Wanted: More Dialogue

More dialogue is something screenwriters always seem to want – chains and chains of it, in fact. I’ve written many, many times that too much dialogue is a HUGE problem in the spec pile.

Yet it would appear film researchers and commentators ALSO want more dialogue … especially when it comes to female characters. So, you don’t have to go far online to discover studies and articles galore about how male characters talk more than female characters generally. You may have seen this pic (below) doing the rounds of Facebook recently, which backs this assertion up:

Male as default = more dialogue

To be honest, it’s unsurprising to me that most of these Oscar-winning movies have males speaking more … Nearly every single one features a male protagonist and in most cases, a male antagonist too. As they are the main characters, the secondaries revolve AROUND them – that’s how screenwriting works.

(Of course, the eagle-eyed amongst you will see 2003 is missing … when Chicago won all the awards, which has multiple female leads and characters (and presumably, more dialogue for them!, so it doesn’t fit the agenda being pushed here. Also, let’s not forget THIS year’s Best Picture was The Shape of Water – in which our lead is mute, though to be fair this study pre-dates it).

Even Secondary Males Talk More?

However, it would appear male characters may talk more than female characters generally, even when the story has a female lead.

Some would say that it’s a ‘surprising irony’ that women don’t talk as much as men in Disney Princess Films, for example. After all, Disney is one of the few that kept the home fires burning for female leads over the last twenty five years. When everyone else was concentrating on male leads (especially in the nineties), this canon put women front and centre, including WoC leads.

This leads one of the Disney princess researchers, Carmen Fought to ask: “Are these movies really so great for little girls to watch? When you start to look at this stuff, you have to question that a little bit.”

(It should be noted at this point that apparently the research did not necessarily include songs as dialogue. Some say it did; others say it didn’t and I wasn’t able to get a definitive answer from the articles via Google. I’m inclined to think the former – probably 95% of Disney Princess movies are musicals and the protagonist gets the most songs as a general rule. This would surely skew the dialogue issue in the lead’s favour? But anyway.)

The Problem of Dialogue

Of course, there is a significant issue in measuring dialogue as being indicative of ‘good characterisation’, whether the character is male or female. The reason?

Well, as I always say on this blog – dialogue is the least important element of any screenplay! Now, whether you personally agree with that idea or not, screenwriters will know these screenwriting adages inside out, because they would have heard them many times:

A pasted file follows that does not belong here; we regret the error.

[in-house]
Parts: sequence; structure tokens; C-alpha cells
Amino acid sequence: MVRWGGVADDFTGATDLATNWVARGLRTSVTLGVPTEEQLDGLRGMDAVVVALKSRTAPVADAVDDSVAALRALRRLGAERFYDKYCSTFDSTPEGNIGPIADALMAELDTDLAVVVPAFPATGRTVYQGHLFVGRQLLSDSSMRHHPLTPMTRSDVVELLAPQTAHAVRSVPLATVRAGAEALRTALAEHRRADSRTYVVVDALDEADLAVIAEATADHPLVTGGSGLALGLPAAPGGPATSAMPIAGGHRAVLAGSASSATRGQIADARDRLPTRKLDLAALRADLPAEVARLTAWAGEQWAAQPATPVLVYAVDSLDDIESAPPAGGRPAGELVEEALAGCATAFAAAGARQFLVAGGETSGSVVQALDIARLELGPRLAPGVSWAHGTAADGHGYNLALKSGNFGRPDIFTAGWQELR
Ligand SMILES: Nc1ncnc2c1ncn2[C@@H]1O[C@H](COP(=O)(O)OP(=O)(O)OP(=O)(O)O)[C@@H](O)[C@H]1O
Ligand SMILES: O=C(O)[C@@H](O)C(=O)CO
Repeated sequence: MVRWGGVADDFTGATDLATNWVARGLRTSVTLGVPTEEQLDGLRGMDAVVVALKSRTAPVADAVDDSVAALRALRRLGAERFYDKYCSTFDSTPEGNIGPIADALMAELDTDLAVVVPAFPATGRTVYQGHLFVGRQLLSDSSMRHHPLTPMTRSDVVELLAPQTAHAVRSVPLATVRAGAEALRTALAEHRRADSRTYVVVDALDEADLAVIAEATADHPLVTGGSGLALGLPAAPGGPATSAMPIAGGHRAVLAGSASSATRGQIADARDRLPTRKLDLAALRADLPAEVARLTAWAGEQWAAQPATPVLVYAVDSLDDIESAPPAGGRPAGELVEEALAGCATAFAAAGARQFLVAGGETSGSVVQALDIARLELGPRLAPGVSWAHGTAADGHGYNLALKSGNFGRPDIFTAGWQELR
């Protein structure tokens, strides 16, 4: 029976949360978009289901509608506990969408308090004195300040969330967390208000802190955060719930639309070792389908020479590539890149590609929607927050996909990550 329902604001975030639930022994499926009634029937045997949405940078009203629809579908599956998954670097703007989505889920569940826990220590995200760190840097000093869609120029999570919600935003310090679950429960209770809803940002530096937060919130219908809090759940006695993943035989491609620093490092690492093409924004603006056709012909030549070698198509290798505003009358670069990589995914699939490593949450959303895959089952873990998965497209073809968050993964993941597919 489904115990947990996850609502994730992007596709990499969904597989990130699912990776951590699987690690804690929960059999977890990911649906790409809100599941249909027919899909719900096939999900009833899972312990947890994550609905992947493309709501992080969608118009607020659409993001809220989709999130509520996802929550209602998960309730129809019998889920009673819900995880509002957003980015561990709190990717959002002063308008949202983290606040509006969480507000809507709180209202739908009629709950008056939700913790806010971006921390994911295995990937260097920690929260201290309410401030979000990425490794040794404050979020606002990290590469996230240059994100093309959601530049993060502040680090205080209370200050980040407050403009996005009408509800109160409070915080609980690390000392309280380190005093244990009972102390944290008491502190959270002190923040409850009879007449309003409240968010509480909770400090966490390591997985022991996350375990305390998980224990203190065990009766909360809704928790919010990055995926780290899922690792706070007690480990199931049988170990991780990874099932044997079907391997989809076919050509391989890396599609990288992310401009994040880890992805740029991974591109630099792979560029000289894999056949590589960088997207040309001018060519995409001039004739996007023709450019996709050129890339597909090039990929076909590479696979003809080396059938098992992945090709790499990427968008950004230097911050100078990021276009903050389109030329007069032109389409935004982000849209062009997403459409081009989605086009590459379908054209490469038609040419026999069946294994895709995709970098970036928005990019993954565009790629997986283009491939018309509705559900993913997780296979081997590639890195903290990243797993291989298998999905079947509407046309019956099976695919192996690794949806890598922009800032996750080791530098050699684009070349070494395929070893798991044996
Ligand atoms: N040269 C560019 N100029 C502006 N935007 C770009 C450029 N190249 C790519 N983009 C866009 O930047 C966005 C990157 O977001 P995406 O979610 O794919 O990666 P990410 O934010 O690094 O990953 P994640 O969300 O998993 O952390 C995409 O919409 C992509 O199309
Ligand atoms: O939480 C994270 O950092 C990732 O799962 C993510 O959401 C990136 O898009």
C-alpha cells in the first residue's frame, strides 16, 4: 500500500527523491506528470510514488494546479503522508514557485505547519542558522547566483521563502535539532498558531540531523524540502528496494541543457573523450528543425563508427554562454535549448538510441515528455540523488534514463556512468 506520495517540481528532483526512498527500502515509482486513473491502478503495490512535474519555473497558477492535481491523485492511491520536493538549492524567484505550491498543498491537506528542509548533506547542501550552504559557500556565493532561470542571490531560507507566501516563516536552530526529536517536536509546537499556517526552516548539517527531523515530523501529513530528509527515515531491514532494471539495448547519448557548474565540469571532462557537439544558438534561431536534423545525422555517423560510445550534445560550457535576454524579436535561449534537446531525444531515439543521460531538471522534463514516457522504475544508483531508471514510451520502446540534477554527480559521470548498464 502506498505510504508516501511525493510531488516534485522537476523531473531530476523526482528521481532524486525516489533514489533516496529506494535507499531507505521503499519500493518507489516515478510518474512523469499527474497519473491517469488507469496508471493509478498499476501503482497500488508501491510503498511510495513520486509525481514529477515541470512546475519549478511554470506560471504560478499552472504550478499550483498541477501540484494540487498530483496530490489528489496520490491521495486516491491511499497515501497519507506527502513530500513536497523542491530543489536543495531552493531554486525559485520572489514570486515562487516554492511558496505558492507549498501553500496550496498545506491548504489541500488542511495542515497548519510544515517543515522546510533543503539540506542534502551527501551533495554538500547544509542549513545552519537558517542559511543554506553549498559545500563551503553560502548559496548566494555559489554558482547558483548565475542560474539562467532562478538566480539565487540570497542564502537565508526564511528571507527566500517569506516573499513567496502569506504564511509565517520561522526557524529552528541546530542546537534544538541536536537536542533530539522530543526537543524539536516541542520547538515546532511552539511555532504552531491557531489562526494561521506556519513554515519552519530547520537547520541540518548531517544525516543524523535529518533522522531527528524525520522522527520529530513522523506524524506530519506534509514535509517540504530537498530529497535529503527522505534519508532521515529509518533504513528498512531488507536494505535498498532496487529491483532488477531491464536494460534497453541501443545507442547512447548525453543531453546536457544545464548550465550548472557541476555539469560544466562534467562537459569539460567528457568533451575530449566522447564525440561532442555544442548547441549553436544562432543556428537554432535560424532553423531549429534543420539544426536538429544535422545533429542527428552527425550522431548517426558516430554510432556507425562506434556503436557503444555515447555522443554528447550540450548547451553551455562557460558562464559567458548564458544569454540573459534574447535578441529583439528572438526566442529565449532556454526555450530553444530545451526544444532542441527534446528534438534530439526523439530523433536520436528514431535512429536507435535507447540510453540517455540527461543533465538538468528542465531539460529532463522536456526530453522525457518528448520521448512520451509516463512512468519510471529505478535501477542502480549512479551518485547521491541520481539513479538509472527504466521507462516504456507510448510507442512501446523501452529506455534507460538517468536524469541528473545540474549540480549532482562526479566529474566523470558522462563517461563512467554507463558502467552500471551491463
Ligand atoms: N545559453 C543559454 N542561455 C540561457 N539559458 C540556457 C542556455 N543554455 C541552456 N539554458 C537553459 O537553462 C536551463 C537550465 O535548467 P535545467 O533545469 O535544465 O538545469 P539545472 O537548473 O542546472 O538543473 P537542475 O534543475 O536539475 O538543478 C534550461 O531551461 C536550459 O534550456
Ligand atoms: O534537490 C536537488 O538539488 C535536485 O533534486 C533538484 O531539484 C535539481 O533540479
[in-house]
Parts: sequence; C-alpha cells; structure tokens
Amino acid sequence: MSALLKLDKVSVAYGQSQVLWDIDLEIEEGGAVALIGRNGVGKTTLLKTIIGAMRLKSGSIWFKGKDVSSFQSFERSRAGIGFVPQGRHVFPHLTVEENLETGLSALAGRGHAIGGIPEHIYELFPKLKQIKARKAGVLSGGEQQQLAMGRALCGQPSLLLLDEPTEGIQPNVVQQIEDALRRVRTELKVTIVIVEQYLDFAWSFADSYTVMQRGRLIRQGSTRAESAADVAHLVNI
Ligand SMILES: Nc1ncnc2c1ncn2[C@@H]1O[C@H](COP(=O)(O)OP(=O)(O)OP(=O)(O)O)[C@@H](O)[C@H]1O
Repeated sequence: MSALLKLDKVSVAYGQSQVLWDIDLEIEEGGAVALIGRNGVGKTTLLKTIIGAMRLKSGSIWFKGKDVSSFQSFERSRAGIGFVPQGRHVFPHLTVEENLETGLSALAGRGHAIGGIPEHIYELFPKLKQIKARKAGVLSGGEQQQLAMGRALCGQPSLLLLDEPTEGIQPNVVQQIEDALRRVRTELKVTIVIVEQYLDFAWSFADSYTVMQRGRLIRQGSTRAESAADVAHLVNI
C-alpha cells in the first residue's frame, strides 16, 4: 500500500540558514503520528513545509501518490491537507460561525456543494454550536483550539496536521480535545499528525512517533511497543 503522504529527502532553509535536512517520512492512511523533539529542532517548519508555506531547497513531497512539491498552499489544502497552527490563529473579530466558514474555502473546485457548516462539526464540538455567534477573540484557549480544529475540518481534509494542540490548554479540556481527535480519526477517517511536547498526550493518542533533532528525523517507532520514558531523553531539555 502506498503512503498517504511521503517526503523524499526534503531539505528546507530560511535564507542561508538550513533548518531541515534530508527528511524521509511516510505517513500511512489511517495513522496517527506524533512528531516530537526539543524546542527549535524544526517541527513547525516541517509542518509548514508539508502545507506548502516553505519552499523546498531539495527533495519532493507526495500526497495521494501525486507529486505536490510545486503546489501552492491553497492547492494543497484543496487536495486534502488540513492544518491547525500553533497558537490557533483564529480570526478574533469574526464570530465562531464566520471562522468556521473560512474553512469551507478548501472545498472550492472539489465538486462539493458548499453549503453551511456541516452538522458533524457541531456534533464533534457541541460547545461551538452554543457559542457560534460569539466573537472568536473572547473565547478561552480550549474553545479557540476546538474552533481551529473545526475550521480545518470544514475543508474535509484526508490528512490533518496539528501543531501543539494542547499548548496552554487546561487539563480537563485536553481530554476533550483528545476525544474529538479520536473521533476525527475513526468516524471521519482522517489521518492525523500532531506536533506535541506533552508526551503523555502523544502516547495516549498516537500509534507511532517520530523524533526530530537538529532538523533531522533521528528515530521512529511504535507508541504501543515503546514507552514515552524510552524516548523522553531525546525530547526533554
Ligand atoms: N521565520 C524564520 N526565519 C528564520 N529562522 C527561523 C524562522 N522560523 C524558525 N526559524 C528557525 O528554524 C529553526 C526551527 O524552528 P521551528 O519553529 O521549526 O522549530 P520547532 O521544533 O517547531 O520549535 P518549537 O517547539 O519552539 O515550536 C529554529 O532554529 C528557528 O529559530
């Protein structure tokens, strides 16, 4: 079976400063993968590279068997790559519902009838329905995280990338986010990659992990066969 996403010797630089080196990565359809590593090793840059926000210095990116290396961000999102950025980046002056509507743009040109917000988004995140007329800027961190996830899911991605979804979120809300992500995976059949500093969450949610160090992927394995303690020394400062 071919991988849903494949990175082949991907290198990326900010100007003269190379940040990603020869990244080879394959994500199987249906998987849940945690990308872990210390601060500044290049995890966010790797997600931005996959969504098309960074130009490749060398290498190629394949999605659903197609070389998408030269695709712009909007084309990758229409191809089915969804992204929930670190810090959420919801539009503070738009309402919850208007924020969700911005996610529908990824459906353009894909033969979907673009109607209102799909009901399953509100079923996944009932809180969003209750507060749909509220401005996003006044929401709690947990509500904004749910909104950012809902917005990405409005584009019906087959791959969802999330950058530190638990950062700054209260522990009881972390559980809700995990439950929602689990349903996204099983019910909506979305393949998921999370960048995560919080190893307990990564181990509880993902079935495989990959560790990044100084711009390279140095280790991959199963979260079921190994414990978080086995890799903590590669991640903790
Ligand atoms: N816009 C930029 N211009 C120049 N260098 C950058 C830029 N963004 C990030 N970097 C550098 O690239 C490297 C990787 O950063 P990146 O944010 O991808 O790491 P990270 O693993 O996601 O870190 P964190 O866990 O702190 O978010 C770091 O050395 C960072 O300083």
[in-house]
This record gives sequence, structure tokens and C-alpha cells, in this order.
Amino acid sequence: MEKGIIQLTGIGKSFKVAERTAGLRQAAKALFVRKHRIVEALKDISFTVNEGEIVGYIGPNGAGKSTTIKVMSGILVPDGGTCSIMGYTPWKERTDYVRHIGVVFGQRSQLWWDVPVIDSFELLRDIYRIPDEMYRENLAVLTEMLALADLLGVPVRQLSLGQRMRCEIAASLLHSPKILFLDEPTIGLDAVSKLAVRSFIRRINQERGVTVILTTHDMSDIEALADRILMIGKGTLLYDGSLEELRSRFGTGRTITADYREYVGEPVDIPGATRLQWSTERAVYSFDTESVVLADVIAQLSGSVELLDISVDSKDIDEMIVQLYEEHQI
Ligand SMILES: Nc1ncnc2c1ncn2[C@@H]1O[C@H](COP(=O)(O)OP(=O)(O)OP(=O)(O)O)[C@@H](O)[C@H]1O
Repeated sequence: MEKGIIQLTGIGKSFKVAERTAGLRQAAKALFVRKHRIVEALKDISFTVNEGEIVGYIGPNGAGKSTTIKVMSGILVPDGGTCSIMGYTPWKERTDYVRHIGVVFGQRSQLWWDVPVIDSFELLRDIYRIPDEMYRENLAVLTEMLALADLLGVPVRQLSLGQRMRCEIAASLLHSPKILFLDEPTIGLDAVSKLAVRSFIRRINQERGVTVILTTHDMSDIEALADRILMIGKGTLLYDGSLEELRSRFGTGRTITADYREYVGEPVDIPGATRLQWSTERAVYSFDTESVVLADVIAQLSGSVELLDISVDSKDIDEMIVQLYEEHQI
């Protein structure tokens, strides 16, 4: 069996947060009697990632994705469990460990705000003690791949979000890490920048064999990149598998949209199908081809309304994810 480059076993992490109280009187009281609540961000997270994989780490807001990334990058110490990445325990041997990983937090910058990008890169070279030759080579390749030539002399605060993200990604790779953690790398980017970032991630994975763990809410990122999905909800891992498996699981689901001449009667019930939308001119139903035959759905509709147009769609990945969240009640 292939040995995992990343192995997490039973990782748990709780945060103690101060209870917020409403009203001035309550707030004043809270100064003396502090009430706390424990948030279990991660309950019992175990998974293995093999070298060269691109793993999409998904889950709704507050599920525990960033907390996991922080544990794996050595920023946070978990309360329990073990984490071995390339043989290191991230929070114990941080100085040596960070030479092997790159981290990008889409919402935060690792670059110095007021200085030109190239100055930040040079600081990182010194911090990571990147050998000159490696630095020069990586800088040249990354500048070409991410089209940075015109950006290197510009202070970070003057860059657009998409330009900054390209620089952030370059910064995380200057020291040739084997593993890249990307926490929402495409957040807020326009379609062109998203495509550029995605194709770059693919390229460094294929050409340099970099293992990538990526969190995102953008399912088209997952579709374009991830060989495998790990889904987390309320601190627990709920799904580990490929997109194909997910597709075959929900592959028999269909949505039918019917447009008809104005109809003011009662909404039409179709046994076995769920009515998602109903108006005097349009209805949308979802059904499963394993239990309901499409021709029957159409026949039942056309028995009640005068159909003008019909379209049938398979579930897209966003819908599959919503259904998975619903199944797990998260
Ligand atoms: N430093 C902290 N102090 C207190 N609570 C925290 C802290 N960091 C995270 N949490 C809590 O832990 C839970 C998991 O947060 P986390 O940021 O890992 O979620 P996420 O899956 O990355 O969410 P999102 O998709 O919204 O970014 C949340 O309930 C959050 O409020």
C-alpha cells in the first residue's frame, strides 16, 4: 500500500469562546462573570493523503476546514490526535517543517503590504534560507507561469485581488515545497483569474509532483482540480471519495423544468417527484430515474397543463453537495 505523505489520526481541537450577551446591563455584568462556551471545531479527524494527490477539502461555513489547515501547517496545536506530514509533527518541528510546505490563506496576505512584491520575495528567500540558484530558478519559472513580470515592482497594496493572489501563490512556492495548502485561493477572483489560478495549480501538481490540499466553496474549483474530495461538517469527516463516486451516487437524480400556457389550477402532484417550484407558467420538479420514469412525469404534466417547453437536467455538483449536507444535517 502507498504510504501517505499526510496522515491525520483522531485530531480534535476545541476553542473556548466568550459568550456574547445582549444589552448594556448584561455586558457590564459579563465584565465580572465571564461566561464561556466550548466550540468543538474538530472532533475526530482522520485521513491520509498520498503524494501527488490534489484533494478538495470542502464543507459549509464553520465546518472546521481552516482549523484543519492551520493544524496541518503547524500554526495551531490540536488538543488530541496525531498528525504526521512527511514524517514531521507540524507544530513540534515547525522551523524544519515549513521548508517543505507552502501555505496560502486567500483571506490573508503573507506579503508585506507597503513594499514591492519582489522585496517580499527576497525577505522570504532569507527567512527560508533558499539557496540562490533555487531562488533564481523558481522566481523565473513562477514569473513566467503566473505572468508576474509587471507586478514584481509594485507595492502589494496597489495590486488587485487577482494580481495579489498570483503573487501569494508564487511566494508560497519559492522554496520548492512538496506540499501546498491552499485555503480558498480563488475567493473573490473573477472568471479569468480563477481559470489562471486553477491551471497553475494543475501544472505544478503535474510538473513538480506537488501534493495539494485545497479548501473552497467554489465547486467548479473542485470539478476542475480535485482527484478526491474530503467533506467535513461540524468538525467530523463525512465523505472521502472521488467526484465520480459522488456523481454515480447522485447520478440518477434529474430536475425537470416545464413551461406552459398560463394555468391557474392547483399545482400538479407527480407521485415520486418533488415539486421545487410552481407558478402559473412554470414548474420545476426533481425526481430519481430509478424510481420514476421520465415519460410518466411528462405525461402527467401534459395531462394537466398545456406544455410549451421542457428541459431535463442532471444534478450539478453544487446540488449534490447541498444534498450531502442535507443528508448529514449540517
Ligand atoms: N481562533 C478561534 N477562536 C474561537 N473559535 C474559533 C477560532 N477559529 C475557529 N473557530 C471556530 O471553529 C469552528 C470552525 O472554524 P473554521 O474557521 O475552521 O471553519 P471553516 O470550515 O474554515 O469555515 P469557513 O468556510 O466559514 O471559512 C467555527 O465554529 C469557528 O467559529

Characters are not what they SAY, but what they DO.

In other words, great characterisation is a result of the characters’ ACTIONS in the story, not how many lines they speak … And a huge proportion of what characters DO relates to their role function.

Katniss Everdeen

Let’s put one of the most celebrated modern heroines under the microscope, Katniss Everdeen. (Whether you liked her or The Hunger Games personally is immaterial; as a character her cultural significance is HUGE, as she became an icon very quickly, especially amongst young girls).

As we can see from the graph below, Katniss has the most lines of dialogue in the movie. This again is unsurprising, because she is the protagonist. But then we can see the male secondaries in the movie (apart from Effie Trinket) also have a very large number of lines:

But again, this is unsurprising. Peeta might have the second number of lines, but he is the love interest, an important role function in YA properties. Haymitch is a mentor – again, another important role function, not only in YA, but in stories in which an underdog will rise. He will have a large number of lines, since it is through his support Katniss will be victorious. Frankly the only surprise here is that President Snow – the antagonist – comes so far down the list.

Sure, Peeta could have been a girl and Katniss could have been gay or bisexual. Haymitch could have been a female mentor. Certainly, these characterisation twists could be something new writers could explore when thinking about diversity. But overall, they speak a lot as supporting characters, not BECAUSE they are male.

Let’s not forget either how the male characters in The Hunger Games come out in force FOR Katniss (or AGAINST her, if they’re on President Snow’s side). Check out the quotes in the picture above. This is because secondary characters HELP or HINDER the protagonist in his or her goal. They are ‘Team Protag’ or ‘Team Antag’ – that’s their literally their job in the story, otherwise they are worthless.

The Good

The Disney Princess researchers do make one good point about male characters being the default too often:

“My best guess is that it’s carelessness, because we’re so trained to think that male is the norm,” says Karen Eisenhauer, a graduate student at North Carolina State. “So when you want to add a shopkeeper, that shopkeeper is a man. Or you add a guard, that guard is a man. I think that’s just really ingrained in our culture.”

The fact that peripheral characters – such as shopkeepers, guards and even crowd scenes – are too often all male is something I cover in my book, Writing Diverse Characters For Fiction, TV and Film. What’s more, Bang2write has ALWAYS encouraged screenwriters to think – of any character, in any role function – does ‘he’ have to be: